MD Healthcare Exchange Glitches Costing Taxpayers - 47 ABC - Delmarva's Choice

MD Healthcare Exchange Glitches Costing Taxpayers

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MARYLAND - Glitches in Maryland's healthcare exchange are leaving tens of thousands of residents in limbo, unable to access care.

"Let's say someone applied for a tax credit through Maryland Health Connection, and at some point or another, they're still not enrolled with Care First or United Healthcare -- one of the carriers they chose. I've had several people reach out to me and say that this is the problem," insurance broker with Avery Hall Insurance Group Alyssa Minton said.

Because of technological problems like software glitches, those who enroll through the exchange are not getting the information they need about the plans they chose. The Maryland Board of Public Works will now have to pay a Denver-based company up to $2 million more to provide what the web site isn't for Medicaid-eligible residents.

It's something Comptroller Peter Franchot says could have been avoided. The IT companies that were hired to create the online exchange in the first place were reportedly never put through the board of public works review.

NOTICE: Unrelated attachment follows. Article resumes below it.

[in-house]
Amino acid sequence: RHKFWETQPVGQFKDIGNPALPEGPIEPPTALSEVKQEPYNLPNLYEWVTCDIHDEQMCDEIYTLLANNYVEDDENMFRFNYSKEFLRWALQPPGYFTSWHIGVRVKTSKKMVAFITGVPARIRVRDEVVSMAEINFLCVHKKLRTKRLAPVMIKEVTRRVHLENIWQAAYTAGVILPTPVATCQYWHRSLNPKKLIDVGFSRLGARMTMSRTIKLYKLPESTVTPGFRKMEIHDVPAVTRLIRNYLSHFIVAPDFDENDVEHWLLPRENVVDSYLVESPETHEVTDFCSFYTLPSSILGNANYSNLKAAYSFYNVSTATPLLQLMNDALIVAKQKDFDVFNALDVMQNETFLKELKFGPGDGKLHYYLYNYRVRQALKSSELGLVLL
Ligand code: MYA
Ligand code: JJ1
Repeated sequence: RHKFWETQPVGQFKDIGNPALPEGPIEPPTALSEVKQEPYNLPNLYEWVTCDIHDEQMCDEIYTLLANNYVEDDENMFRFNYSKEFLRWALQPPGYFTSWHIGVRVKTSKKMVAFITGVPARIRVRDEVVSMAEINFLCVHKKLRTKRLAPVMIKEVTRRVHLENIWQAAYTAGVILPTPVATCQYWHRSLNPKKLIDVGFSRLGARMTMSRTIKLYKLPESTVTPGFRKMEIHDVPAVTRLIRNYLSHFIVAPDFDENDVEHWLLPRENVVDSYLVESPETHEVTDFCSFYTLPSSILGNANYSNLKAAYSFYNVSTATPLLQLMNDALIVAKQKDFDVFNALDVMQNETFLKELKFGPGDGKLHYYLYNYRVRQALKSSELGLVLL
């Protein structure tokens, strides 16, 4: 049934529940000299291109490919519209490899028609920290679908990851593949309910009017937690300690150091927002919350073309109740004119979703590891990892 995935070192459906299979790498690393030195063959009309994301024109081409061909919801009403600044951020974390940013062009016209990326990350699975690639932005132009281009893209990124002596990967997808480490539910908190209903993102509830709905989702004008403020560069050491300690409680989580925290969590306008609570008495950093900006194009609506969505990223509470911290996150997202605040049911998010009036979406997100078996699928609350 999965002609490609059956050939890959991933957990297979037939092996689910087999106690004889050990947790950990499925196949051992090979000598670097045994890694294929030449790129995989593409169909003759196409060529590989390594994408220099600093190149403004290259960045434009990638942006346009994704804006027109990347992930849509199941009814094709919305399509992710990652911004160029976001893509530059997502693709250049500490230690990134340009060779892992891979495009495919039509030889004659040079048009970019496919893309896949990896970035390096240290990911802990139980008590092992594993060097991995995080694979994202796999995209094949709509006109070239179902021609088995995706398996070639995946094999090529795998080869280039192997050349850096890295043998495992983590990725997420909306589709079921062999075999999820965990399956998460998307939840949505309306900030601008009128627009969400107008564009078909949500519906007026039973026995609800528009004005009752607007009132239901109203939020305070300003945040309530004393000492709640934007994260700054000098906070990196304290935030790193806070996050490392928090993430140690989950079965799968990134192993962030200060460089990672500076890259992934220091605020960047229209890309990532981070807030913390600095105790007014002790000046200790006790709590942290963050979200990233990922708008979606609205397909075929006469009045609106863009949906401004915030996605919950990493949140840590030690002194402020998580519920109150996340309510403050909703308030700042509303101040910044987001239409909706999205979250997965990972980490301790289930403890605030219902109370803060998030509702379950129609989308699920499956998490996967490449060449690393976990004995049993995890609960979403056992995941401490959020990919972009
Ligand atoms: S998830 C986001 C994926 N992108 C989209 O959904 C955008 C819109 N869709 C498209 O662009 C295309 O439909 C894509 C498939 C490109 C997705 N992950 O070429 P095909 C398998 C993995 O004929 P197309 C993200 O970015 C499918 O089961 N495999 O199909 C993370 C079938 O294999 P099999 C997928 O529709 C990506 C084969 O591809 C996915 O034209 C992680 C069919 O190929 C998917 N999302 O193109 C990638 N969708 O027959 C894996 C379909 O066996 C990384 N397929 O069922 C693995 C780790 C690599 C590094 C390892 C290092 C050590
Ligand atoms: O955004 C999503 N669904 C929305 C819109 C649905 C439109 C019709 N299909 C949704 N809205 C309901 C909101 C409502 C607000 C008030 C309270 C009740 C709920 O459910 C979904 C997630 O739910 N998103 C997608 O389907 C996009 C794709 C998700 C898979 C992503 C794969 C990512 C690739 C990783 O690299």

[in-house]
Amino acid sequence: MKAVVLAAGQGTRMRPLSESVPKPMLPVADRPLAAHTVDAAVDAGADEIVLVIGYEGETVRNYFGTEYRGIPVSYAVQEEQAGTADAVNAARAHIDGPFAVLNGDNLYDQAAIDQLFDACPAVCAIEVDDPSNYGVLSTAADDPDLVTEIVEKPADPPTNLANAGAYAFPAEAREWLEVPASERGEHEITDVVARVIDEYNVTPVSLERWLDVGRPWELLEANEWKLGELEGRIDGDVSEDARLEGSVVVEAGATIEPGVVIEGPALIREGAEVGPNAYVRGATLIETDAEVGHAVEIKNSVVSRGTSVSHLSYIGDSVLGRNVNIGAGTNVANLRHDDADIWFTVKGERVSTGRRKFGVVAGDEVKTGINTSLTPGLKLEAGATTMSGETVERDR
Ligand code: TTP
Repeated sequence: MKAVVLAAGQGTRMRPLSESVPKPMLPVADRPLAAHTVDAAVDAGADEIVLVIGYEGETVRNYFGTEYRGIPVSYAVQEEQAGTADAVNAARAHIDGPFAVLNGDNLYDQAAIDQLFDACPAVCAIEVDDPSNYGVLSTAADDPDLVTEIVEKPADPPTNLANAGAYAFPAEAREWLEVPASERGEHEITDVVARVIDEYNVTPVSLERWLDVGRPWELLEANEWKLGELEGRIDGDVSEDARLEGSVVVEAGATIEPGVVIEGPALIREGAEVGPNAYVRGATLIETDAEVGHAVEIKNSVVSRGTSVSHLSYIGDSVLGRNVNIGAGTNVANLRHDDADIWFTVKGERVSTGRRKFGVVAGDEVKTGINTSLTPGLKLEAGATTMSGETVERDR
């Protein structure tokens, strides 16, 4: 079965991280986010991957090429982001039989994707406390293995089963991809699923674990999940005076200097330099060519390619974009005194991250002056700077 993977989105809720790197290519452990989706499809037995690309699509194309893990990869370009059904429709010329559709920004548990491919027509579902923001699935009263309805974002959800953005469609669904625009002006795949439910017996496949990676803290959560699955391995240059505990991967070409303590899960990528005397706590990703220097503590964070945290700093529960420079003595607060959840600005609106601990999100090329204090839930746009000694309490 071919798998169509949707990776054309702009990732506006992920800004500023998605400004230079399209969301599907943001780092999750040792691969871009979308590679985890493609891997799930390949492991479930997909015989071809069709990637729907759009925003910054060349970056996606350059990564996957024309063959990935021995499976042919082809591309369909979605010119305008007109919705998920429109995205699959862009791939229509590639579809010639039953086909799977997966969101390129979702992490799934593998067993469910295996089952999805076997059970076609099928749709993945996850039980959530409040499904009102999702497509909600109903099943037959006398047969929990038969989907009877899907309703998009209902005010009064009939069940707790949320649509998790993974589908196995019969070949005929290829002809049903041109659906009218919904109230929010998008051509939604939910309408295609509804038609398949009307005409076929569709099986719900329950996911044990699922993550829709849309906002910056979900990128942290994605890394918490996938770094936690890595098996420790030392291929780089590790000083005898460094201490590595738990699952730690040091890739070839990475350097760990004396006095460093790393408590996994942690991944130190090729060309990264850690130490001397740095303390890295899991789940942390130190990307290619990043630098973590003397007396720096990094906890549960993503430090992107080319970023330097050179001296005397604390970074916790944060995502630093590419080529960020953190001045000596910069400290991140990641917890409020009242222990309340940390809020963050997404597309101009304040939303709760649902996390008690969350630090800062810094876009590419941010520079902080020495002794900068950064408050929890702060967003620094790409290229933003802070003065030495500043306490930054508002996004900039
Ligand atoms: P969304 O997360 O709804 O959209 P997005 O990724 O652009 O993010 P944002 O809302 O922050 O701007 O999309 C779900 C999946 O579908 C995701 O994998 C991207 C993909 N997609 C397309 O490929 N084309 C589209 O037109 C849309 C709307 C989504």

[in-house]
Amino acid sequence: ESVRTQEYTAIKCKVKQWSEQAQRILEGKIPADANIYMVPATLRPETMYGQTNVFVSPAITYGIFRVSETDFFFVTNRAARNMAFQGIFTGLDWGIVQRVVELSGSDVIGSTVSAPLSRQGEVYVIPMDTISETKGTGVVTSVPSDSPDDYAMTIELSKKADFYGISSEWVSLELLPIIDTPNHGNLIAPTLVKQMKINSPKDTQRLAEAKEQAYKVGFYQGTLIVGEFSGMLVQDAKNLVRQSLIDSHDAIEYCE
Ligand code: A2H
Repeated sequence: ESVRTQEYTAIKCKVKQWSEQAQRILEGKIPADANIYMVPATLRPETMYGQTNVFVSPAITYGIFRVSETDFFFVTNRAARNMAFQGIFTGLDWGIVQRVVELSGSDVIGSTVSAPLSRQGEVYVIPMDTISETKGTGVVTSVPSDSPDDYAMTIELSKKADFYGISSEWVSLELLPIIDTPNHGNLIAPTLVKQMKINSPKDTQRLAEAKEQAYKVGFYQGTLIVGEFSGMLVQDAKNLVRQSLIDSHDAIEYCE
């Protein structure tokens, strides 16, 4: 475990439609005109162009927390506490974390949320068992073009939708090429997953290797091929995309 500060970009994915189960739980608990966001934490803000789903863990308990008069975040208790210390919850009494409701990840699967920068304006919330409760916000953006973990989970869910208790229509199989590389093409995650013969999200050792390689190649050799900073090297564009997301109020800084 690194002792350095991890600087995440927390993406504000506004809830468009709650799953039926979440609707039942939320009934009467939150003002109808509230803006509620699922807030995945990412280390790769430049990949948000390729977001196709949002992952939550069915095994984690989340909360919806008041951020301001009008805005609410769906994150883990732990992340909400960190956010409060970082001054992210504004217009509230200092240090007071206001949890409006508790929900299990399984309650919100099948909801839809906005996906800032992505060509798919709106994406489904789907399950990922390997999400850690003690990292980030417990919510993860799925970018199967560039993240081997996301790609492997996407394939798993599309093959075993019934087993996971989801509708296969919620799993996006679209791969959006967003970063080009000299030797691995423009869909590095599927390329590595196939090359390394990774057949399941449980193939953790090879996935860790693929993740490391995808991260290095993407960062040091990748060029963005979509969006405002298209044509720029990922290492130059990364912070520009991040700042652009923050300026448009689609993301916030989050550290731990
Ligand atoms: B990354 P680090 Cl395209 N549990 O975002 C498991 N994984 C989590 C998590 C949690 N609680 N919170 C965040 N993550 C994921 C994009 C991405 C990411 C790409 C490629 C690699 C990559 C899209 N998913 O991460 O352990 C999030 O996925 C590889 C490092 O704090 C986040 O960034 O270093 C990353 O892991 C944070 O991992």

"The Maryland Board of Public Works makes these agencies that are asking for these big contracts that spend lots of taxpayers' money, to stand up in the light of day and explain what they're doing on the record – transparent, visible. That was taken away. They did not do it. They did it out of the public eye, without the proper vetting, without the proper checks and balances and the proof is in the pudding. It has not worked. They said they did it to expedite this transformational new initiative, and they needed to do it very quickly. Well, they should have concentrated more on doing it right," Franchot said.

It's a major oversight that has cost taxpayers hundreds of millions of dollars.   

Some of the problems include connection issues with the exchange, and the 800 number listed on the web site reportedly directed people to a pottery supply store in Seattle, WA.

With just over a month from the open enrollment deadline, only 31,000 Marylanders have signed up so far.

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